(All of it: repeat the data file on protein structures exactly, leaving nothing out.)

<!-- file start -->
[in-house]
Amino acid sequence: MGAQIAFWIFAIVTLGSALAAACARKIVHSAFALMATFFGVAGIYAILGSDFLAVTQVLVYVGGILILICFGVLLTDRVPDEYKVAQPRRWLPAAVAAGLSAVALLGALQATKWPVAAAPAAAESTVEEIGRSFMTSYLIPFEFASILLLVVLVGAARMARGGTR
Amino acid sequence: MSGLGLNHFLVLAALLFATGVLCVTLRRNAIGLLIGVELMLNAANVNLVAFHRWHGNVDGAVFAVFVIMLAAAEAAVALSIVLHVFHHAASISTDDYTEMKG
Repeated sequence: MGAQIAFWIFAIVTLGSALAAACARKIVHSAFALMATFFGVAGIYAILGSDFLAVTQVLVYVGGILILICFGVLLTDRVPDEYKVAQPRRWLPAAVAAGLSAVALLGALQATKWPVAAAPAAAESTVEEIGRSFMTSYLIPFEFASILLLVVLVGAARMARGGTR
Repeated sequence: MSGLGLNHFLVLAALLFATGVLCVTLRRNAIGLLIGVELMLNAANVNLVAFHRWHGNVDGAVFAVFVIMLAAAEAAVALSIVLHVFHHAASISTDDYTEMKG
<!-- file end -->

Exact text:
[in-house]
Amino acid sequence: MGAQIAFWIFAIVTLGSALAAACARKIVHSAFALMATFFGVAGIYAILGSDFLAVTQVLVYVGGILILICFGVLLTDRVPDEYKVAQPRRWLPAAVAAGLSAVALLGALQATKWPVAAAPAAAESTVEEIGRSFMTSYLIPFEFASILLLVVLVGAARMARGGTR
Amino acid sequence: MSGLGLNHFLVLAALLFATGVLCVTLRRNAIGLLIGVELMLNAANVNLVAFHRWHGNVDGAVFAVFVIMLAAAEAAVALSIVLHVFHHAASISTDDYTEMKG
Repeated sequence: MGAQIAFWIFAIVTLGSALAAACARKIVHSAFALMATFFGVAGIYAILGSDFLAVTQVLVYVGGILILICFGVLLTDRVPDEYKVAQPRRWLPAAVAAGLSAVALLGALQATKWPVAAAPAAAESTVEEIGRSFMTSYLIPFEFASILLLVVLVGAARMARGGTR
Repeated sequence: MSGLGLNHFLVLAALLFATGVLCVTLRRNAIGLLIGVELMLNAANVNLVAFHRWHGNVDGAVFAVFVIMLAAAEAAVALSIVLHVFHHAASISTDDYTEMKG